Over a decade ago John Allen Paulos, Professor of Mathematics at Temple University and author of multiple books on the intersection of numbers and narratives, published an intriguing article in the New York Times wherein he observed, “In listening to stories we tend to suspend disbelief in order to be entertained, whereas in evaluating statistics we generally have an opposite inclination to suspend belief in order not to be beguiled.”
Stories and data are both important of course, and while it may not be surprising that we treat them in different ways it is critical for policy advocates to know that as humans we have evolved to have a preference for stories over data. This was illustrated in a 2007 experiment that showed that a story alone beat both data and a combination of story and data in soliciting donations for a worthy cause.
Another quote from Chip Heath, author of Made to Stick, drives the point home: “In the average one-minute speech, the typical student use 2.5 statistics. Only one student in ten tells a story… When students are asked to recall the speeches, 63% remember the stories. Only 5% remember any individual statistic.” This dynamic is why data storytelling – combining narrative, data, and visualization – has been gaining increasing if lagging prominence as big data gets ever bigger.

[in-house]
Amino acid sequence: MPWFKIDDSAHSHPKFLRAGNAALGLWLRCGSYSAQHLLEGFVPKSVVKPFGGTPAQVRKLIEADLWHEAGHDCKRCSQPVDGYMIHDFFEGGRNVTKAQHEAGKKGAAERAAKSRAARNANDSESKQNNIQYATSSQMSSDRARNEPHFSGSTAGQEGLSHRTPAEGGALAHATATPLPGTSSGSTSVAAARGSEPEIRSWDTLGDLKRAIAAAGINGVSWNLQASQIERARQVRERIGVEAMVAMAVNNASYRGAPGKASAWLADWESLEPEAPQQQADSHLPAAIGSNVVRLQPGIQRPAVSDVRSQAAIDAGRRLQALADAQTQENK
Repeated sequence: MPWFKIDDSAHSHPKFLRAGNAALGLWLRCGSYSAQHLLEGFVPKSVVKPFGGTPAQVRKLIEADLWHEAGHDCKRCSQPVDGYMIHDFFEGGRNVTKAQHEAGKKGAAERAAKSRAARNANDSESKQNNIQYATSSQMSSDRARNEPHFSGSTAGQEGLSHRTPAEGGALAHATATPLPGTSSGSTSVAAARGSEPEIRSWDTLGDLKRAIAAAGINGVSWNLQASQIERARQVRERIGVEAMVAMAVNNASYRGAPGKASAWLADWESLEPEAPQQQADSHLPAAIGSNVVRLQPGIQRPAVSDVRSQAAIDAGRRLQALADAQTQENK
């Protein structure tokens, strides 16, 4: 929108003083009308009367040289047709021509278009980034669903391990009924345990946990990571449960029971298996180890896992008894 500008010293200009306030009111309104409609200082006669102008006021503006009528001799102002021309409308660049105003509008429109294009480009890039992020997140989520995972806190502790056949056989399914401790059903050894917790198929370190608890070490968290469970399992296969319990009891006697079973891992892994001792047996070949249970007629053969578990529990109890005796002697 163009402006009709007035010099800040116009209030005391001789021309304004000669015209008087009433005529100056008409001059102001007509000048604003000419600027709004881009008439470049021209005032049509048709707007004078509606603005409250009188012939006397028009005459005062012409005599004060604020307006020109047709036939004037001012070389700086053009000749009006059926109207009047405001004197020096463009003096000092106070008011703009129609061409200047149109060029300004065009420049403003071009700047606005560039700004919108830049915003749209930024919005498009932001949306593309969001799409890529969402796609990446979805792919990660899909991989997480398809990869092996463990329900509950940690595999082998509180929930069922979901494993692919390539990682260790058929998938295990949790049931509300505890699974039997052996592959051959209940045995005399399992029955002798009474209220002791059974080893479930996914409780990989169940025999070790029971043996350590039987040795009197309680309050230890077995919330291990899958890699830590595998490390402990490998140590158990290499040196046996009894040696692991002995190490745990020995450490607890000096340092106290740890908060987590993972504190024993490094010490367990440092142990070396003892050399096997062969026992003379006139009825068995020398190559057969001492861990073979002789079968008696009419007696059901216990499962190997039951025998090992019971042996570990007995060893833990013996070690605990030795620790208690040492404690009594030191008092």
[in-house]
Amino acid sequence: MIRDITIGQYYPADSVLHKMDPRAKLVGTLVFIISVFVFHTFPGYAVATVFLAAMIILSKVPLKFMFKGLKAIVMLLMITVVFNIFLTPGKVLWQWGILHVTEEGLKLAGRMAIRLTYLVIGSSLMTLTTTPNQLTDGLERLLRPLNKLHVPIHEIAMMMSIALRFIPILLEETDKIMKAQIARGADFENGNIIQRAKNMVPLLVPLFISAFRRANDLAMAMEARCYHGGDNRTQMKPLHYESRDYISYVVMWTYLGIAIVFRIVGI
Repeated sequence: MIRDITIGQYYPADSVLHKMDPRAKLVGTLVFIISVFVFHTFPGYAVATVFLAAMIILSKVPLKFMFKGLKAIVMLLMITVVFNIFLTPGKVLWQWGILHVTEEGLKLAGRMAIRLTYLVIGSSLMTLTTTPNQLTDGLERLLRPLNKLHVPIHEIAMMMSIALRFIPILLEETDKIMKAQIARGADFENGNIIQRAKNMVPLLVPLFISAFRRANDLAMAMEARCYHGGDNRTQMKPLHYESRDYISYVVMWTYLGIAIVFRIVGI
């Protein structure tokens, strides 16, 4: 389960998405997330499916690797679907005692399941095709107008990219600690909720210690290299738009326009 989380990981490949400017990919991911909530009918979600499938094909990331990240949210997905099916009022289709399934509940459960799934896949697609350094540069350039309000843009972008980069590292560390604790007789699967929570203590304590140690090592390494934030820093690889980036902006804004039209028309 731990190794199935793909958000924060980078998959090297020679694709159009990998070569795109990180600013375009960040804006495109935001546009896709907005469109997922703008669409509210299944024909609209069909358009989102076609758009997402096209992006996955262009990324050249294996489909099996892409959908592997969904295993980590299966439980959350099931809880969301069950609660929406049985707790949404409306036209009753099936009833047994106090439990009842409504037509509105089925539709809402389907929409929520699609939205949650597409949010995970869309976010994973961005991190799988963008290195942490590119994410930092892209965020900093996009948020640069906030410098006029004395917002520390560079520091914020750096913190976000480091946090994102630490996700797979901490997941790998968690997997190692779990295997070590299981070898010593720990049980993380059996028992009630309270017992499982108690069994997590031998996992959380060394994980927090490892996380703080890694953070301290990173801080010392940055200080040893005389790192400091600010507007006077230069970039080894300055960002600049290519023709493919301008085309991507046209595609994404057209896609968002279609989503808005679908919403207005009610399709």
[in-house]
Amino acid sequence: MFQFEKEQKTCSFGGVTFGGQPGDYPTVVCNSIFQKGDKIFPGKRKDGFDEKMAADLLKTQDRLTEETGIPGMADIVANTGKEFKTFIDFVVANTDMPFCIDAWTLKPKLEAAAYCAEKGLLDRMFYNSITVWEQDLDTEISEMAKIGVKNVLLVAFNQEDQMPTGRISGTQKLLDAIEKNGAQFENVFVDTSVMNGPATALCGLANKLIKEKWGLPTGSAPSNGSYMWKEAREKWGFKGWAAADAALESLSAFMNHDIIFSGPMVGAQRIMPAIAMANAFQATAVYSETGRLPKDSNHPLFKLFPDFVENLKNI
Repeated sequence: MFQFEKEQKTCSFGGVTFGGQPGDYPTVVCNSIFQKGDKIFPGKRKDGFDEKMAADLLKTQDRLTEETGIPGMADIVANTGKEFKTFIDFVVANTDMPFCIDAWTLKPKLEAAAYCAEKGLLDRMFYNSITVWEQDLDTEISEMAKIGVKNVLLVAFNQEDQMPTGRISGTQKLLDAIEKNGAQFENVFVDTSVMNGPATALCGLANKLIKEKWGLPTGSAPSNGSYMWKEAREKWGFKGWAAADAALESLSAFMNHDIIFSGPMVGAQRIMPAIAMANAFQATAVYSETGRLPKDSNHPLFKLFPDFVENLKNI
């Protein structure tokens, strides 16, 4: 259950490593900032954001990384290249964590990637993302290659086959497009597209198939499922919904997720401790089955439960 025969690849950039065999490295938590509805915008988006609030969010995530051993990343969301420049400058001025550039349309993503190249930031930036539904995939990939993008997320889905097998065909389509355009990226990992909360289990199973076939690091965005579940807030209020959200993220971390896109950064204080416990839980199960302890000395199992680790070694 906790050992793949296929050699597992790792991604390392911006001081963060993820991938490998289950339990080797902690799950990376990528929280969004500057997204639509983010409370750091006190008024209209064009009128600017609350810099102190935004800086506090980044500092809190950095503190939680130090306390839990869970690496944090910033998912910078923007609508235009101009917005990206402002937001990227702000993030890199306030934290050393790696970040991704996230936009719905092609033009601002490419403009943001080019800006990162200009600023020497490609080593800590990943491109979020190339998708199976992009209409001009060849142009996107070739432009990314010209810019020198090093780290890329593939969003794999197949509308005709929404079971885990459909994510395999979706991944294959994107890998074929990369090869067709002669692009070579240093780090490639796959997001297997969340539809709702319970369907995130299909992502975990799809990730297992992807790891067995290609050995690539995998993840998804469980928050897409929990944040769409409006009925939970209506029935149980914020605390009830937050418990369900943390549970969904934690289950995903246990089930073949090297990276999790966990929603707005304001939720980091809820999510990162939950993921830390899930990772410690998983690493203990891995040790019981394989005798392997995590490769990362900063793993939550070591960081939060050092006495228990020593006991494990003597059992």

The interconnectedness of these narratives, data, and visualisation and their application to policy making is the subject of recent research, including a March 2022 special issue of Convergence: The International Journal of Research into New Media Technologies, which explores “how data visualisation matters for policy priorities, processes and outcomes; how it reflects the demands and constraints posed by specific policy problems; and finally, what data visualisations reveal about broader political, social, and cultural shifts and the implications for policy.”
Arctic policy has its own narratives, data, and visualizations, and understanding them begins with understanding the institutions that produce them. To that end, I have been working on a visualization of Arctic policy actors that in its conceptual form looks like this:
It’s a simple visualization that once populated with the names of actors will quickly give policymakers the lay of the land, allowing them to locate actors within both their role (NGO, intergovernmental, or nation-state) and their sphere of interest (security, economic, environmental). Additional layers may be integrated, for example a stakeholder analysis that measures on two axes the interest and the power of individual actors.
The challenge to Arctic policy advocates will be to integrate visualizations like this with the relevant data and narratives to achieve the desired policy impact. This integrated approach may also be a feature of actors advocating oppositional policies, and understanding the dynamics involved will be helpful to deconstruct those policies and present effective rebuttals.